Couples in Crisis: Reigniting the Flame

‘We married for love and our married life had normal ups and downs. When we got to know the spirituality of unity, it seemed that our rapport reached its maximum. Instead, four years ago we hit a crisis that we never imagined,’ said Silvia, who has been married to Stefano for thirty years. She is a primary school teacher, he runs a business. They have two children.

She went on to explain, ‘We thought we’d built a solid relationship, and yet bit by bit we came to the point of not understanding one another anymore. There was no dialogue between us and the days passed by in utter bleakness, what with work and other chores to do, crushed by our family problems. We became indifferent to each another, perhaps because we had taken our love for granted.

‘For my part,’ Stefano said, ‘I had let myself become absorbed by a pile of worries at work and they were always on my mind. Silvia tried to make me understand her difficulties, but I was caught up in the whirl of business and I saw only the surface of things. Between Silvia and me the wall was so high that even our children noticed it. It was at that point that I realized how much I was hurting us and people round about us. During a New Families meeting we felt we should talk about our problem. We were accepted without reserve just as we were and appreciated for our sincerity.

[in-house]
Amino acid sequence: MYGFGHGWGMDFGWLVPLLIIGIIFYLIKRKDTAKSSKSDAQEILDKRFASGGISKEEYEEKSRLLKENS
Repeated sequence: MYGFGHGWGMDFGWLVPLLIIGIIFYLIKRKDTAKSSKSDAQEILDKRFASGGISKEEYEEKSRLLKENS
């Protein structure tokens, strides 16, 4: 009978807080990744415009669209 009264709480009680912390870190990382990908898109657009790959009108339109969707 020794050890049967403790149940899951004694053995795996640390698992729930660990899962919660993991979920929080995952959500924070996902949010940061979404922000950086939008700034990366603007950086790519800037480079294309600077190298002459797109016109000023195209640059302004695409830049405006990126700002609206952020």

‘Later we heard about the Course to Strengthen the Unity of Couples held in Loppiano, an international little town of the Focolare, in Italy. It deals specifically with moments of crisis. We went to one with a desire to start again.

‘Sharing with other couples who had the same problems we did really helped: we were not alone in facing these things that at the beginning we were too ashamed to tell anyone.

‘That week for us was like relighting the flame. We realized that we had to give space to one another and harmony returned between us. Our children were the first to benefit from our newfound peace.’

The Course to Strengthen the Unity of Couples looks at issues to do with self-knowledge, diversity, conflict, acceptance and there are moments of facing the problems head on, others of dialogue, practical exercises, and everything is interspersed with moments of relaxing together and trips out.

The good relations among the people taking part helps the gradual coming together of the couple.

Often the couple find their own feet and manage to go ahead on their own, sometimes a specific wound is spotted requiring particular attention, even, if need be, with psychological support.

If the time together proves especially challenging, there is the possibility for couples to come back for special courses in the winter and the spring. In these weekends, often families from previous years wish to give a hand because they have benefitted from those who have helped before them.

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